Magnesium is essential for muscle health and recovery


Image: Magnesium is essential for muscle health and recovery

(Natural News) Intense exercise imposes a lot of strain on your muscles. To restore those important tissues to their healthiest state at a faster pace, an article in Sports Injury Clinic suggests increasing your intake of magnesium through food, drinks, and supplements.

Magnesium plays a significant role in maintaining general muscular health. It speeds up the recovery of sore muscles. It is also vital for muscle relaxation.

Its benefits are not just limited to the muscles. Magnesium possesses significant anti-inflammatory activity so that it can prevent the onset of inflammatory diseases such as Alzheimer’s disease and arthritis.e

It improves the body’s ability to absorb calcium into the bones, ensuring the strength of the skeleton. The nerves that crisscross the entire body also use up magnesium at a constant rate.

Rigorous physical exercise can deplete magnesium levels in the body — a severe magnesium deficiency results in muscles that are perpetually locked in a contracted position. This unpleasant state could prolong bouts of distressful pain and even cause severe injuries.

Furthermore, calcium levels in the blood will rise because of the lower absorption rates. This weakens bones, cause osteoporosis for women, and contribute to the onset of heart problems. (Related: The surprising link between magnesium and brain health.)

The signs and symptoms of magnesium deficiency

Most Westerners are suffering from mild cases of magnesium deficiency. This is attributed to the “modern” methods used to grown foods, as well as the industrial techniques used in food processing.

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More than 60 percent of the western population is believed to be suffering from varying levels of magnesium deficiency. In the U.S. as well as the U.K., at least 30 percent of the population is not getting enough magnesium in their daily diet.

Many symptoms of mild magnesium deficiency involve the muscles. Patients reported experiencing cramps, spasms, and long bouts of soreness and tension. These muscular symptoms will not go away until magnesium levels are back to normal.

Other symptoms of minor magnesium deficiency include anxiety, fatigue, a lack of appetite, restless sleep, vomiting, and bouts of weakness. Signs of severe deficiency include abnormalities in the heartbeat, coronary spasms, numbness, tingling, seizures, and even abrupt changes in personality.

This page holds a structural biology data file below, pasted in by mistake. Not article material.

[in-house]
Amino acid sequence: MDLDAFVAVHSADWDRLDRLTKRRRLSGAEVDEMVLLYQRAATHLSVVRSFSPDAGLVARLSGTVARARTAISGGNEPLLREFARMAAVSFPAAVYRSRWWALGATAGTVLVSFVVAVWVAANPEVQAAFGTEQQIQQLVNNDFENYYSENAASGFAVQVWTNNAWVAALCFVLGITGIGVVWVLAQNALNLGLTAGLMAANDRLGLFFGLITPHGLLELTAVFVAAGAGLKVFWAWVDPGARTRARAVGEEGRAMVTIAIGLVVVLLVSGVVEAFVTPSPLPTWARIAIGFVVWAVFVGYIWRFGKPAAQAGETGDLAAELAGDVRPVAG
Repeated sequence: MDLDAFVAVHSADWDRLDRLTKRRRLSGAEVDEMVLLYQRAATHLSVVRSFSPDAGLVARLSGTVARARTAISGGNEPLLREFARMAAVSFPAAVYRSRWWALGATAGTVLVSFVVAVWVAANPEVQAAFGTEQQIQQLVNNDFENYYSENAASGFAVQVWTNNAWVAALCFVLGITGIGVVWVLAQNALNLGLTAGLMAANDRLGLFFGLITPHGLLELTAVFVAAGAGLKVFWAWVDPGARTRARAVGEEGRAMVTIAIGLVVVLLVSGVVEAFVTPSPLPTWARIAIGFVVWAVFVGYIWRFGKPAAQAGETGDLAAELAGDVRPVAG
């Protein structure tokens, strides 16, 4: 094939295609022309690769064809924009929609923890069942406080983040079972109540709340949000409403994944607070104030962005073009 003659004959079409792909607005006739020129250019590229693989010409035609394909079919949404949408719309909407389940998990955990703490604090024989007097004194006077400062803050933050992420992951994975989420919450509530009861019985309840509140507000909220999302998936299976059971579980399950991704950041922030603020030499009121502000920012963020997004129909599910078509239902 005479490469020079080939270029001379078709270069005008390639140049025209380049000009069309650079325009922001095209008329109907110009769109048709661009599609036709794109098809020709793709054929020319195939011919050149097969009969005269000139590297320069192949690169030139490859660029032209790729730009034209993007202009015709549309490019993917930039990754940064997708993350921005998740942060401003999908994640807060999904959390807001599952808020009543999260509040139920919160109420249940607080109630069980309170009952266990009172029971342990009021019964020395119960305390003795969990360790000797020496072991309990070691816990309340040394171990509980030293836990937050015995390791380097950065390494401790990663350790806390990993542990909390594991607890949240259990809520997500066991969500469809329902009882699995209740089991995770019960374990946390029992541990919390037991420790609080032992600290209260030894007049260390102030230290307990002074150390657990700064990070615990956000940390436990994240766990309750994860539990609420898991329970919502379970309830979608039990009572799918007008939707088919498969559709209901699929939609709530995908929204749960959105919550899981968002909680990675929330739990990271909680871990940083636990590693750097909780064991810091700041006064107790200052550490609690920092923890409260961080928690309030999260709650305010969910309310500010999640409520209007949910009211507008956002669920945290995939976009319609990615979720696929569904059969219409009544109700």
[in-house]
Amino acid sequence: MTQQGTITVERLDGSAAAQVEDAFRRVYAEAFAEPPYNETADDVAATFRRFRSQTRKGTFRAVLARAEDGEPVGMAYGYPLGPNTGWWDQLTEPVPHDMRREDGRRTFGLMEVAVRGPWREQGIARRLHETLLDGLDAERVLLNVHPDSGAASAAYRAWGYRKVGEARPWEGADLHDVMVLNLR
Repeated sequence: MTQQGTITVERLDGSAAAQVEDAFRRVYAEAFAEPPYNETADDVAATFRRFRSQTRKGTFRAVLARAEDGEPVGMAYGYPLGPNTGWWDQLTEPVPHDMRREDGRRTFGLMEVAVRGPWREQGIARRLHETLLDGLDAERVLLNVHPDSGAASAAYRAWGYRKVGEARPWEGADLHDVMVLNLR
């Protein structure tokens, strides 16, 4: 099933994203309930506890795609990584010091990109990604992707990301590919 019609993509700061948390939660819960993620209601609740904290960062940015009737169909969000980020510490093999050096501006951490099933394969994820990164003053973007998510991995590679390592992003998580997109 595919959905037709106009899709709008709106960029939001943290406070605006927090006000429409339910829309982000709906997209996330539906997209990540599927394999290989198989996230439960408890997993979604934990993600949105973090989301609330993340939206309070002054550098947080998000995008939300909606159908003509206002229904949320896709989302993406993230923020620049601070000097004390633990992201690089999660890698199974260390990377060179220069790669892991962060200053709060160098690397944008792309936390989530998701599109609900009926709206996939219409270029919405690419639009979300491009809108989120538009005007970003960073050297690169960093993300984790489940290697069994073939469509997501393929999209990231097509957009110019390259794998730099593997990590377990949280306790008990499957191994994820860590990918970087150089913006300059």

The most severe level of deficiency disrupts the mineral homeostasis of the body. Rock bottom amounts of magnesium could cause severe drops in both calcium and potassium, another essential electrolyte mineral that gets depleted by strenuous physical exertion.

Eat these foods to replenish magnesium

The best way to replenish magnesium is to eat the right foods. Spinach and other dark green leafy vegetables are bursting with the mineral. Apricots, bananas, dark chocolate fish, legumes, natural yogurt, nuts, and seeds are other good sources of magnesium.

Always consume organically-grown produce and animals. These are much healthier and safer sources of needed nutrients. Remember that conventional farming and excessive food processing is partly to blame for low levels of magnesium in commonly-available food.

Some people have digestion-related issues that prevent them from absorbing magnesium from food. They are recommended to take oral supplements of the mineral.

Sports and fitness practitioners need to replenish their magnesium levels as fast as possible to speed up the recovery of their tired muscles. They use an increasing number of transdermal products that include bath salts, lotions, and sprays.

These topical products apply magnesium directly upon the skin. The mineral is quickly absorbed by the sore muscles that need it. They are prescribed for people who perform intensive weight training, sprinting, and other forms of physical exercise that impose severe stress upon their muscles.

Nutrients.news has more helpful articles for those who want to know how to improve their magnesium levels naturally.

Sources include:

SportsInjuryClinic.net

ODS.OD.NIH.gov


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